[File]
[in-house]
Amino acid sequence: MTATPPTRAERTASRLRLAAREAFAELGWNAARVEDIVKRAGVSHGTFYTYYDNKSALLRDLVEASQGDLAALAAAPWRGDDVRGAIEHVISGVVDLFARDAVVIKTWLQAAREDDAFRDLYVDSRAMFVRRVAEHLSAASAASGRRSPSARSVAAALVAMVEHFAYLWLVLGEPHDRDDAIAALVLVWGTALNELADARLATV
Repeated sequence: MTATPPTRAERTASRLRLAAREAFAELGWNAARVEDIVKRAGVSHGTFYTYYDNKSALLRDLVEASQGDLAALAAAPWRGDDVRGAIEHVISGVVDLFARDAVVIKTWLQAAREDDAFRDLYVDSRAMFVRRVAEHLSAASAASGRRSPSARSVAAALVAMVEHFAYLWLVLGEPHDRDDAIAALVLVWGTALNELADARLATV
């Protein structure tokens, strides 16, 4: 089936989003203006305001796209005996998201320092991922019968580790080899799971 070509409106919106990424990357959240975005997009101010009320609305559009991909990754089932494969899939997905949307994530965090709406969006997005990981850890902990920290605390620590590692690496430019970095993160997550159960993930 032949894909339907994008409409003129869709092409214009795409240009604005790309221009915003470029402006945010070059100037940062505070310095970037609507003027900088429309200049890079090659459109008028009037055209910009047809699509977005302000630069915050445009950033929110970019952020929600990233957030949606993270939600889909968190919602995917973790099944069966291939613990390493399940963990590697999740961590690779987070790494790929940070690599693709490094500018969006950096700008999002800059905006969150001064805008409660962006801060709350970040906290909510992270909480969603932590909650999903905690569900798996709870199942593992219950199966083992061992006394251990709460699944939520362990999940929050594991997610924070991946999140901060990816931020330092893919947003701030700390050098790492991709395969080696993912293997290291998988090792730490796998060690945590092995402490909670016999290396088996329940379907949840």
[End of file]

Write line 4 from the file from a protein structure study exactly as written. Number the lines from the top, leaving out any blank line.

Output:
């Protein structure tokens, strides 16, 4: 089936989003203006305001796209005996998201320092991922019968580790080899799971 070509409106919106990424990357959240975005997009101010009320609305559009991909990754089932494969899939997905949307994530965090709406969006997005990981850890902990920290605390620590590692690496430019970095993160997550159960993930 032949894909339907994008409409003129869709092409214009795409240009604005790309221009915003470029402006945010070059100037940062505070310095970037609507003027900088429309200049890079090659459109008028009037055209910009047809699509977005302000630069915050445009950033929110970019952020929600990233957030949606993270939600889909968190919602995917973790099944069966291939613990390493399940963990590697999740961590690779987070790494790929940070690599693709490094500018969006950096700008999002800059905006969150001064805008409660962006801060709350970040906290909510992270909480969603932590909650999903905690569900798996709870199942593992219950199966083992061992006394251990709460699944939520362990999940929050594991997610924070991946999140901060990816931020330092893919947003701030700390050098790492991709395969080696993912293997290291998988090792730490796998060690945590092995402490909670016999290396088996329940379907949840």